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Shelby: Morphea Scleroderma

I am not worried about what I may look like or how my skin feels.

White Flowers with Butterfly for Shelby by Ione Bridgman, ISN Artist I was diagnosed with morphea scleroderma the day of the September eleventh terrorist attacks. On my way home from the dermatologist's office I heard about the plane crashes on the radio. It was a bad day.

I was seventeen at the time and I had developed a lump under my skin just below my rib cage about a year before. When I first noticed the lump, I told my mother about it. I was worried that it was some kind of tumor. My parents wrote it off as a calcium deposit which they said would go away by itself. Well, it did not. It kept getting bigger and bigger. Finally I talked my parents into taking me to the doctor. We went to our family doctor, whom we have been going to since I was born. He felt the area with his hands and diagnosed me with a benign tumor and told me that if I felt any pain to come back.

I had stomachaches and cramps, and my skin was very itchy, so I went back to the doctor. He told me my diagnosis had not changed. I had many questions. None were answered. I wondered why I was not being given a biopsy or any other type of tests. So I demanded to see another doctor in the same office. I told this doctor what I was thinking and he agreed we should do some tests. He referred me to a good friend of his who also was a dermatologist.

I went to see the dermatologist on September 11, 2001, and I was diagnosed with morphea scleroderma. He prescribed a strong skin cream. It makes the affected skin softer but seems to make it more discolored. I hardly ever use it.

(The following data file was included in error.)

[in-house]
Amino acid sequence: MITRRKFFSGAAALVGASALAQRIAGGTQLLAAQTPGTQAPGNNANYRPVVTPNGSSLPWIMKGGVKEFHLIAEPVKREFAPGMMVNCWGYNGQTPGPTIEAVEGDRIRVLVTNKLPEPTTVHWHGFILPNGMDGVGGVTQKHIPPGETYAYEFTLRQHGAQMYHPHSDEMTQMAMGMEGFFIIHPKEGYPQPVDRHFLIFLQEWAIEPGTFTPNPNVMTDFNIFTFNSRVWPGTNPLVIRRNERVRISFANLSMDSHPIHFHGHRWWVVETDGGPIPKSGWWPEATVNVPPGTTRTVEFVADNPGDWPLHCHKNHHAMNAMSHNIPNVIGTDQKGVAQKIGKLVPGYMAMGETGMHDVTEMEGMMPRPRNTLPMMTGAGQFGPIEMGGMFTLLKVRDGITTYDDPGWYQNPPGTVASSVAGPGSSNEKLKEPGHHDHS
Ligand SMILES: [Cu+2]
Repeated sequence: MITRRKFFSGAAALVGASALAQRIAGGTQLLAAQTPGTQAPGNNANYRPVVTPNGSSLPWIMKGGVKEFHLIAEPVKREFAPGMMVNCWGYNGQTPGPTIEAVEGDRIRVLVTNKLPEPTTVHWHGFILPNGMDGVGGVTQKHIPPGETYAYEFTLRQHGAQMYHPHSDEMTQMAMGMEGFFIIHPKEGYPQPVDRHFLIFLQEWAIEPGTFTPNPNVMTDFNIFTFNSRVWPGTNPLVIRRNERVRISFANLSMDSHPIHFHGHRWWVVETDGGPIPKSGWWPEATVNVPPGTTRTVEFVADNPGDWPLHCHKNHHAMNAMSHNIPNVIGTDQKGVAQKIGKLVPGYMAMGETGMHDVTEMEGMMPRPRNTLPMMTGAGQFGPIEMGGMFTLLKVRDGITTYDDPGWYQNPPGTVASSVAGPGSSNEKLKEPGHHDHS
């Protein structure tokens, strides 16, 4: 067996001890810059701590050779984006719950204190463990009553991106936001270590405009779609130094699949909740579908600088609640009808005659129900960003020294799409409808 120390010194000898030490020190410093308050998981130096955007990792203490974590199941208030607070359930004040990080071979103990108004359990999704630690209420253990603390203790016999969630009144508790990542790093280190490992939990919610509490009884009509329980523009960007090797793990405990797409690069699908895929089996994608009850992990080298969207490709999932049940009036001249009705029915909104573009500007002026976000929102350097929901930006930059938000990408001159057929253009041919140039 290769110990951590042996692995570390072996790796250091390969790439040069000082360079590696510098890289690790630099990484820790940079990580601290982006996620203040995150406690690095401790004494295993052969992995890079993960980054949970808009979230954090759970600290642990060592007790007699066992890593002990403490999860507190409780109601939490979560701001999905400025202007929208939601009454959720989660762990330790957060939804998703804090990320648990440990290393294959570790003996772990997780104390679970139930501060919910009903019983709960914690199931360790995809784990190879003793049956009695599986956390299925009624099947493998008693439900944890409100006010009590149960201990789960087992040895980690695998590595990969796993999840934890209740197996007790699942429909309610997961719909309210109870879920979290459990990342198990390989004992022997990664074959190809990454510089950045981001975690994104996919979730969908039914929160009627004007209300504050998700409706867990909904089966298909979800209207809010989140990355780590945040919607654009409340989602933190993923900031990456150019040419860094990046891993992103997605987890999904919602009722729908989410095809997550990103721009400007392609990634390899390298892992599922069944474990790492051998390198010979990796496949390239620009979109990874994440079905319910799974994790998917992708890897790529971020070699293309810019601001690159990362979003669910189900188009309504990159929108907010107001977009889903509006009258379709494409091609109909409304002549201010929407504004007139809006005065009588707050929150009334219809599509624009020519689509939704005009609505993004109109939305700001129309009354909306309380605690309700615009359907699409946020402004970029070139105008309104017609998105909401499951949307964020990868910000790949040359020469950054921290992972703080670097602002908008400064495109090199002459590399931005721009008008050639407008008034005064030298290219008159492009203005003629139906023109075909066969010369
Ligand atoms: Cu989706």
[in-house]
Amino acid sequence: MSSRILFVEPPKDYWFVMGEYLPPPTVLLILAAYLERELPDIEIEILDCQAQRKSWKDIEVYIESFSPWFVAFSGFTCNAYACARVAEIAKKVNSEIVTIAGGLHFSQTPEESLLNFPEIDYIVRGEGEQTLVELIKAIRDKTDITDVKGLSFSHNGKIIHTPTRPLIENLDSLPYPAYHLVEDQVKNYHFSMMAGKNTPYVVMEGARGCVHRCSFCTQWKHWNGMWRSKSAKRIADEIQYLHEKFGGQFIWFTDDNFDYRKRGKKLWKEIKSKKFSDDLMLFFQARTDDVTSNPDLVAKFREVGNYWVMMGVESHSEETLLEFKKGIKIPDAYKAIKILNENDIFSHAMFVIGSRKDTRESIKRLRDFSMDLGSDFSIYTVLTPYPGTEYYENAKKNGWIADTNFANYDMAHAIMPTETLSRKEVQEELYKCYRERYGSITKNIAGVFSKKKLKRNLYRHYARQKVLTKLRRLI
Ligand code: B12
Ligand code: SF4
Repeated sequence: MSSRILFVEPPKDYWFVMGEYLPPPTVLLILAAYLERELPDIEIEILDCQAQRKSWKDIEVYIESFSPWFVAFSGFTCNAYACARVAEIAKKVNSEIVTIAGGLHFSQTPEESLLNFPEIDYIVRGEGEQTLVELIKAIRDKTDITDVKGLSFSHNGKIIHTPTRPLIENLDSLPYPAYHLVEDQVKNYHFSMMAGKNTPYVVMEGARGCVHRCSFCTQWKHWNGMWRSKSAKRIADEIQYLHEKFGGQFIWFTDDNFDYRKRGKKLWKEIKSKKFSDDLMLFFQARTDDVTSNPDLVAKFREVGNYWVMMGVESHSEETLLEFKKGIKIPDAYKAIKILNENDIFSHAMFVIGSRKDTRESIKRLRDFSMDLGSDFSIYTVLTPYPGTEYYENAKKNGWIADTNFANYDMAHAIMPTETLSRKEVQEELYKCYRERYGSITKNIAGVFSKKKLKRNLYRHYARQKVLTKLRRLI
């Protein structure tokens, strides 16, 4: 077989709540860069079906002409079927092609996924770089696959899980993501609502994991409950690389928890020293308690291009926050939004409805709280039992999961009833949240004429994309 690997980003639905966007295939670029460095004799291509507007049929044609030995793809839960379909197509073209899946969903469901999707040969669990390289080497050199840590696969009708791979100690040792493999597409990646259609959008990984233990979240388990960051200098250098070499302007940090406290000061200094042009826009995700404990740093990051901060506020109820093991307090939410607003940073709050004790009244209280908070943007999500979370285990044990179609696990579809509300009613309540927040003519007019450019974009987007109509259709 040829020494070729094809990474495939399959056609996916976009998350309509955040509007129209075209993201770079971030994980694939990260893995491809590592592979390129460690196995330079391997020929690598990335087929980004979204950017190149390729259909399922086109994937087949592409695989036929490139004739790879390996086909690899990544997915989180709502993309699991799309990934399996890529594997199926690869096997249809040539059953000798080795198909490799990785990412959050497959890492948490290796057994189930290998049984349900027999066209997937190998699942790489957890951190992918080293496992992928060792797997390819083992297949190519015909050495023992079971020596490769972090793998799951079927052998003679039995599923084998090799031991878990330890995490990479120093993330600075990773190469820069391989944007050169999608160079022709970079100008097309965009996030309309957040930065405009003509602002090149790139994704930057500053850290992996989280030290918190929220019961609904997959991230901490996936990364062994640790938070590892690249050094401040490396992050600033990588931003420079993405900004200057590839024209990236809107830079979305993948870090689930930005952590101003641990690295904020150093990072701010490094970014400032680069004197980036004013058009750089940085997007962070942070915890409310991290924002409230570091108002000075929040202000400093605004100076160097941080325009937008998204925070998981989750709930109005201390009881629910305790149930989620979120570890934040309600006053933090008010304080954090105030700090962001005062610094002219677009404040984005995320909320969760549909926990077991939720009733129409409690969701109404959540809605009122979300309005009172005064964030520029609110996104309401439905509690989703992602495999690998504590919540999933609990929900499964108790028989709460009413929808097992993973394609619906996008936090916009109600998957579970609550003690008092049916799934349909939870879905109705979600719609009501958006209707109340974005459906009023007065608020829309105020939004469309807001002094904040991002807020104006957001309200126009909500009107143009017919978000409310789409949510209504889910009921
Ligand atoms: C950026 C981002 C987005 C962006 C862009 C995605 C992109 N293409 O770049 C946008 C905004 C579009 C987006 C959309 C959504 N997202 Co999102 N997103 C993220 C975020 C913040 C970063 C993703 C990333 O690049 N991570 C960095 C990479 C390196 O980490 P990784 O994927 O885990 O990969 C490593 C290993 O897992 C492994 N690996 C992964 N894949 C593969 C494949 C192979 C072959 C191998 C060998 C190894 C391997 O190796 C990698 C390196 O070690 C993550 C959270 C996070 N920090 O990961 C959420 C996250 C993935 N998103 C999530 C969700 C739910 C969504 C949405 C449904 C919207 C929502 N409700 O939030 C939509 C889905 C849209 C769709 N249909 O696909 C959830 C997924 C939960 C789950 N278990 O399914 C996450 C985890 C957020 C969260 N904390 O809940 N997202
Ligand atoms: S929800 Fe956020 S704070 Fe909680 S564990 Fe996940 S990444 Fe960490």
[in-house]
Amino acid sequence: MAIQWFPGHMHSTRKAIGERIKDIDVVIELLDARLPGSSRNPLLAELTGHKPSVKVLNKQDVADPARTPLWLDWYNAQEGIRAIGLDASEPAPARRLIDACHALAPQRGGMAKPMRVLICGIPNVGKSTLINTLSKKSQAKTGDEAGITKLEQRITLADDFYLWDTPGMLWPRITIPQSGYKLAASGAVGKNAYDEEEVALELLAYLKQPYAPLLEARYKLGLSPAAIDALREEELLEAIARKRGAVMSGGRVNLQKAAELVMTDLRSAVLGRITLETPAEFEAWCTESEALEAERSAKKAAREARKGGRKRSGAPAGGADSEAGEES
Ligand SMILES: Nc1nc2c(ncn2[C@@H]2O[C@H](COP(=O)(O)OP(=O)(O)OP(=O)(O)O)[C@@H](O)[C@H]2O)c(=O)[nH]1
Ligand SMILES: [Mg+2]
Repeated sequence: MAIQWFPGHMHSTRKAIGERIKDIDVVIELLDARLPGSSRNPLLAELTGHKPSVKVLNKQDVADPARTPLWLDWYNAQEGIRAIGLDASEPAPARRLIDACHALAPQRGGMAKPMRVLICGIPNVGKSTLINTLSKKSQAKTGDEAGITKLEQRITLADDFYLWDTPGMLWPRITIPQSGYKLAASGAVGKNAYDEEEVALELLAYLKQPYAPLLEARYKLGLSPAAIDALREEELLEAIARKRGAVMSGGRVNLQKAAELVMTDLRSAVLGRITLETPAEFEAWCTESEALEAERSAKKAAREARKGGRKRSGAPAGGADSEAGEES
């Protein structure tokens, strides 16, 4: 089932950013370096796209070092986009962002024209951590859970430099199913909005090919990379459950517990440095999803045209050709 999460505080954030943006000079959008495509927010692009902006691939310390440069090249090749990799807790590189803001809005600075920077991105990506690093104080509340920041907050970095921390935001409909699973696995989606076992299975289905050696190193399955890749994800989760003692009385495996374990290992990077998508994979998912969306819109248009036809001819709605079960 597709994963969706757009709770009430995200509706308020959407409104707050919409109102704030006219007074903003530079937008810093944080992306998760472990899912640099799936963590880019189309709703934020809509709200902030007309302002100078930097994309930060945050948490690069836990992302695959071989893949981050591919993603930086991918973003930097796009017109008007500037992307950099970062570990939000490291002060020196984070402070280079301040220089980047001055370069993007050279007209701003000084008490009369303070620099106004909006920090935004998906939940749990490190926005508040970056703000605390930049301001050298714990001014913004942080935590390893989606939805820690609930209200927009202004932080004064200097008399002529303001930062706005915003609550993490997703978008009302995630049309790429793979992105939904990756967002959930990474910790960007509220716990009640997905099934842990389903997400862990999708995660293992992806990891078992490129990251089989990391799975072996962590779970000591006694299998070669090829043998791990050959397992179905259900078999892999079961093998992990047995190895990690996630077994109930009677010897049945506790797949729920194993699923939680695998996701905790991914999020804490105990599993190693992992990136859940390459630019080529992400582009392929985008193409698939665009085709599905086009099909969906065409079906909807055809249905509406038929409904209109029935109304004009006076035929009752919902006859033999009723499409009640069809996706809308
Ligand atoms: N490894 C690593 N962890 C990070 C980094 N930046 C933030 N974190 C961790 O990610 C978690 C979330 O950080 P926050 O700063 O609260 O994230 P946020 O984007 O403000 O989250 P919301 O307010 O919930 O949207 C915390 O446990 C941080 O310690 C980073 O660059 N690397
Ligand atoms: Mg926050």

I have also noticed my tattoos seem to bump out a little bit as if scarred. But, I am not sure if the morphea effects it or not. Since I have been diagnosed, the morphea has spread across my stomach. I also have another patch on the opposite side of my stomach. I have not had a previous injury and I have not had a severe sunburn. I am just being normal and just being me like always. I am not worried about what I may look like or how my skin feels. I just do not think about it.

When people ask me "What happened?" or "How did you get burned right there?" I just tell them it is a scar from being shot or that I had an alien baby ripped out of my stomach. Anything to make it fun.

But, I did learn one valuable lesson. It is okay to get a second opinion if we do not trust our doctor's decisions. It is also good to ask questions if we are confused. It is our health, after all.

To Contact the Author

Shelby
Email: withheld by request
Story posted 6-01-03

Story Artist: Ione Bridgman
Story Editor: Judith Devlin
LINKS
Juvenile Scleroderma
Morphea Scleroderma
What is Scleroderma?

ISN Artist: Ione Bridgman

Ione BridgmanISN Artist Ione Bridgman created original artwork to illustrate this page. She is 90 years old, and lives in New Zealand. Her lovely paintings illustrate many of our pages and the covers of our Voices of Scleroderma Book Series.

ISN Story Editor: Judith Thompson Devlin

Photo of JudithJudith Thompson Devlin is the ISN Story Editor for this story. She is also lead editor of the ISN's wonderful Voices of Scleroderma book series!

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